Accruals are revenues earned or expenses incurred which impact a company’s net income on the income statement, although cash related to the transaction has not yet changed hands. Accruals also affect the balance sheet, as they involve non-cash assets and liabilities. Accrual accounts include, among many others, accounts payable, accounts recieveable, accrued tax liabilities, and accrued interest earned or payable.
- Accruals are needed for any revenue earned or expense incurred, for which cash has not yet been exchanged.
- Accruals improve the quality of information on financial statements by adding useful information about short-term credit extended to customers and upcoming liabilities owed to lenders.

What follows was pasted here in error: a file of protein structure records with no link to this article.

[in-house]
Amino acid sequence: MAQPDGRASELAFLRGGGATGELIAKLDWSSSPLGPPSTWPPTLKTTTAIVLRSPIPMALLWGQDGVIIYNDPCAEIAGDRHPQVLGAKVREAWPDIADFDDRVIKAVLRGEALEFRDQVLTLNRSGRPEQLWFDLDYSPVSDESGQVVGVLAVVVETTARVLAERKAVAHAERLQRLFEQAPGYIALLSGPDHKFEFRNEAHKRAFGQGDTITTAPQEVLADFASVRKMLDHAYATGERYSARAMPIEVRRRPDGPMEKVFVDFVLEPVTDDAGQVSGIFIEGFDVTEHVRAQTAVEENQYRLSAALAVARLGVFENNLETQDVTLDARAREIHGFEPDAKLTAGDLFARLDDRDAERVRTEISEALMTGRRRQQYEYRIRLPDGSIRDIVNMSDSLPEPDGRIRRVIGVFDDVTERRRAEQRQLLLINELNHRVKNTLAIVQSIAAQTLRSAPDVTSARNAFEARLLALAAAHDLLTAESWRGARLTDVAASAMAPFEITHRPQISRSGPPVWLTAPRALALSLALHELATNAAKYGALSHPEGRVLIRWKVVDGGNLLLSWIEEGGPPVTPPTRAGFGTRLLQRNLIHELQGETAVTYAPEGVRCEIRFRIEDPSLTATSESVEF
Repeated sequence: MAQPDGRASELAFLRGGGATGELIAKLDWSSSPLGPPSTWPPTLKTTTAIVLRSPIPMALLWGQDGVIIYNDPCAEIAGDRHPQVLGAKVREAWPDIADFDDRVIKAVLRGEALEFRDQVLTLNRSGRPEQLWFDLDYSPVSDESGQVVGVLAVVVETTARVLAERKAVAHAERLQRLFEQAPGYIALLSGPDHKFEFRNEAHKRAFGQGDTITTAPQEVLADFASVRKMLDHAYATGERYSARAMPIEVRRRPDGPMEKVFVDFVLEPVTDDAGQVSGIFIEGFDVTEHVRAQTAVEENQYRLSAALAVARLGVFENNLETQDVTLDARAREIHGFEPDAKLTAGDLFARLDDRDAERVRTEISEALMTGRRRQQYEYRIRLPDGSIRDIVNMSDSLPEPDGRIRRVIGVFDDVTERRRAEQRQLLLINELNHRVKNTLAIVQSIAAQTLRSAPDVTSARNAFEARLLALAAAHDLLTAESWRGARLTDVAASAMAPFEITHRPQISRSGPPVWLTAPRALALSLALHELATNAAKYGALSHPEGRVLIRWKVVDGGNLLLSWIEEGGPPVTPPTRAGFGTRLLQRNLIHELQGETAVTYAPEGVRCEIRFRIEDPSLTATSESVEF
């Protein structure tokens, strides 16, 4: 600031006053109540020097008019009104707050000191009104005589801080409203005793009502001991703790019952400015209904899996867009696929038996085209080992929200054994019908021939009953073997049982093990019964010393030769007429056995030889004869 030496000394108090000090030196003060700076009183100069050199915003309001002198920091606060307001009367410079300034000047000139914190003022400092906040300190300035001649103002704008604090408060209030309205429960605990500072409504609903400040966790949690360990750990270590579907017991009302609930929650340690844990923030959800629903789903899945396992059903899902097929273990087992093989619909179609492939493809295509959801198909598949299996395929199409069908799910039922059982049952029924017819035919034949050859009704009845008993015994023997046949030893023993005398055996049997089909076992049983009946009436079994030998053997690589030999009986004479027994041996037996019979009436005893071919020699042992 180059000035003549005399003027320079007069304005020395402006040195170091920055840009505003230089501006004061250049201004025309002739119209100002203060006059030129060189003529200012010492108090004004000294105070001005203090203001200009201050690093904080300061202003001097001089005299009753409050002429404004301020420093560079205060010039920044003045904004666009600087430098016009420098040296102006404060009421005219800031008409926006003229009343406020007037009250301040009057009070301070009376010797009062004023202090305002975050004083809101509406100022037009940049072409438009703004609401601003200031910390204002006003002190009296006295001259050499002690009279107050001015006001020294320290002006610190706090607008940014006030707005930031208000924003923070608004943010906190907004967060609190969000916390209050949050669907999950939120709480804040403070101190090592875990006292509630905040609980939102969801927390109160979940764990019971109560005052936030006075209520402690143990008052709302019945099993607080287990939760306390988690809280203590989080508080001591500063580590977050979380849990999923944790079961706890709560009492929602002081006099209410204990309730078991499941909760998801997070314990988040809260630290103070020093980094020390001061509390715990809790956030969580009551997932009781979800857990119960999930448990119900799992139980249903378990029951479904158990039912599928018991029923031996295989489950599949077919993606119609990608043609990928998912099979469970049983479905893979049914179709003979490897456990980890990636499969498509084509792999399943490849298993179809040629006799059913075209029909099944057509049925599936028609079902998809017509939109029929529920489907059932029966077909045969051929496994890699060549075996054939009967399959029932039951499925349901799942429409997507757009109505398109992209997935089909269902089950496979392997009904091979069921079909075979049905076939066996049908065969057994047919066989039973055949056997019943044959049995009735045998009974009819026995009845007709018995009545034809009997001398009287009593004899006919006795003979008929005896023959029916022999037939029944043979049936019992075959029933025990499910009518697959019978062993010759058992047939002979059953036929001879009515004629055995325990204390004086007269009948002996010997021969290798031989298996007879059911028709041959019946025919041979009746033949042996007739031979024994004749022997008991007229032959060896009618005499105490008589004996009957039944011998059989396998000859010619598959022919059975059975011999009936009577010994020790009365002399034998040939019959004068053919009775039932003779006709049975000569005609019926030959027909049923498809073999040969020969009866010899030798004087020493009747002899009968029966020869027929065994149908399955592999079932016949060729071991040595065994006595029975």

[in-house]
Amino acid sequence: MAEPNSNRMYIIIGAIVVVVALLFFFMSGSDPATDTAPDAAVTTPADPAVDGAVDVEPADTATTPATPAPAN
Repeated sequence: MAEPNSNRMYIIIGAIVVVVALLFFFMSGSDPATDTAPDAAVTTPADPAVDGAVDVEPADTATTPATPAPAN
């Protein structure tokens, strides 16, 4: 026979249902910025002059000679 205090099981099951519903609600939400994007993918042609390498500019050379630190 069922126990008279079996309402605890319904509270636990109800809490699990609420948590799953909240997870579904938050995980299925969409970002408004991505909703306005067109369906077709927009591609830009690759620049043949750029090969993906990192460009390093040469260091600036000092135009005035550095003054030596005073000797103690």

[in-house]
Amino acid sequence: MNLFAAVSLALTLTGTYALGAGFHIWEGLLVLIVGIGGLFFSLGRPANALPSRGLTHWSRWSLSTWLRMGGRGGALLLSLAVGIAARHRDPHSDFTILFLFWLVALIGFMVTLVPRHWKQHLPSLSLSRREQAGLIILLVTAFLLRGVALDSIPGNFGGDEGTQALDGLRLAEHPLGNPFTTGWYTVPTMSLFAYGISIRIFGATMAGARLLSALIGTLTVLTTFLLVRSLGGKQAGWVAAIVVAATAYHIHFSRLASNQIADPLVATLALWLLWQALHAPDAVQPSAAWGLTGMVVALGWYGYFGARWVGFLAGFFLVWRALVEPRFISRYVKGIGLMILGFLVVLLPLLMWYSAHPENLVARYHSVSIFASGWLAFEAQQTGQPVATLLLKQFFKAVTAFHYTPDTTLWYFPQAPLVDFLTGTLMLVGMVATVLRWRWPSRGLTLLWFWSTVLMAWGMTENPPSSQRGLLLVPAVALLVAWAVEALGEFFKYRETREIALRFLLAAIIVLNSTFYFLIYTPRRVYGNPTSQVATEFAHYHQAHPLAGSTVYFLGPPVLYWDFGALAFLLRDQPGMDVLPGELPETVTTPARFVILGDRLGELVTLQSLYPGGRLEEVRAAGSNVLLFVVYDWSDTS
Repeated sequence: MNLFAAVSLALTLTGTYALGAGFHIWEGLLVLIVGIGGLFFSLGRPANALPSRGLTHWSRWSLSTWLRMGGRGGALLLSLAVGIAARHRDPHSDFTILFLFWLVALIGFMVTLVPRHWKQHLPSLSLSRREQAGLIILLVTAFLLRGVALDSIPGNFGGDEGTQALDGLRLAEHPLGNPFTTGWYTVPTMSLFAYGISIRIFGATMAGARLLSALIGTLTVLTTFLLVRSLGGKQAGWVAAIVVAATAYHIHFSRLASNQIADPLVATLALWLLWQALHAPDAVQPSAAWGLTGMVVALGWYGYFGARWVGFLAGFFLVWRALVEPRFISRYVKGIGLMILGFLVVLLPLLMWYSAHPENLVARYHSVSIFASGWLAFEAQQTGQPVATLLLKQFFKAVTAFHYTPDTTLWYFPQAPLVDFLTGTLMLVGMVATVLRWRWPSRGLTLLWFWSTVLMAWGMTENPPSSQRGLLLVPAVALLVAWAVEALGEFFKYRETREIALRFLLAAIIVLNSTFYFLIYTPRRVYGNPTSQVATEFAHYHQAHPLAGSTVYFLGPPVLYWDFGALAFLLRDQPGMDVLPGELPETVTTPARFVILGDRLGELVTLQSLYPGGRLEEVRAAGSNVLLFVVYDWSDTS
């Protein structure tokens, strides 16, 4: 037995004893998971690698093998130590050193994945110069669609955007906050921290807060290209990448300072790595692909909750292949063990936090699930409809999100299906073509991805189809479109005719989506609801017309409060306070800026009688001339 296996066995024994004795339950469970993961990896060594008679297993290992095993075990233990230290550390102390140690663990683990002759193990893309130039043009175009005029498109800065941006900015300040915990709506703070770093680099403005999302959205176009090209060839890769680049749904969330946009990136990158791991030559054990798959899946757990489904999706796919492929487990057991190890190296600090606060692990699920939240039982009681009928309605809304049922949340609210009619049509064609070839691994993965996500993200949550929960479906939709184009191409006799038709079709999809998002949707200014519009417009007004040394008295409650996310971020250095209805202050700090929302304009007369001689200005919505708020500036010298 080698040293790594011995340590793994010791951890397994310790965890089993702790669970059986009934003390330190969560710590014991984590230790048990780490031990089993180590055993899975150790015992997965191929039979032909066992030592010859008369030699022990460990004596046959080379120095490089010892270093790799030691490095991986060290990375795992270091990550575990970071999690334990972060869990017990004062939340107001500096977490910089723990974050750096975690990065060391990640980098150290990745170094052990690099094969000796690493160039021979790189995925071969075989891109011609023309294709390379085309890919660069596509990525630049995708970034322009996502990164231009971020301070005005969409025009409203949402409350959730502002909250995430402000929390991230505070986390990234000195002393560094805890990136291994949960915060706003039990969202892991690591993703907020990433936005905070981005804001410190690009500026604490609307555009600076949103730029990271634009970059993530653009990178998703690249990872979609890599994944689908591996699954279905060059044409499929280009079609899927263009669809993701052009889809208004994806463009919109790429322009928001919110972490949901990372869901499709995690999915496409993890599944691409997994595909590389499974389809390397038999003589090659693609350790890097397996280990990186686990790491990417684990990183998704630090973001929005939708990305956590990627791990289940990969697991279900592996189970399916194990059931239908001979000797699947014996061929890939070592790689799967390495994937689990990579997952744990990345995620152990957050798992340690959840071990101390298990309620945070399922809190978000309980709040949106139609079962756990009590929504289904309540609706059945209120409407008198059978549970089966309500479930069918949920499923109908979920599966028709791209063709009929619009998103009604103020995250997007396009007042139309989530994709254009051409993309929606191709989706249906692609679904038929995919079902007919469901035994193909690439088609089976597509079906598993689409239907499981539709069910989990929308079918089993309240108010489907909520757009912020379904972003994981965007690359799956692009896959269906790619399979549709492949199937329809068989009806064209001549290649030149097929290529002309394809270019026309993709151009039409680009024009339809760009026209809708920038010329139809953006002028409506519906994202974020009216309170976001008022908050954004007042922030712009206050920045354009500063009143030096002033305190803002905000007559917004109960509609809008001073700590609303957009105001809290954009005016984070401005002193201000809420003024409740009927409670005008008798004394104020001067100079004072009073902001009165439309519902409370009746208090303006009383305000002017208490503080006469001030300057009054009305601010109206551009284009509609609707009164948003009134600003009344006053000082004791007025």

- Accruals and deferrals are the basis of the accrual method of accounting.
- Accruals are created via adjusting journal entries at the end of each accounting period.
Accruals and deferrals are the basis of the accrual method of accounting, the preferred method by Generally accepted accounting principles (GAAP).1 Using the accrual method, an accountant makes adjustments for revenue that has been earned but is not yet recorded in the general ledger and expenses that have been incurred but are also not yet recorded. The accruals are made via adjusting general entries at the end of each accounting period, so the reported financial statements can be inclusive of these amounts.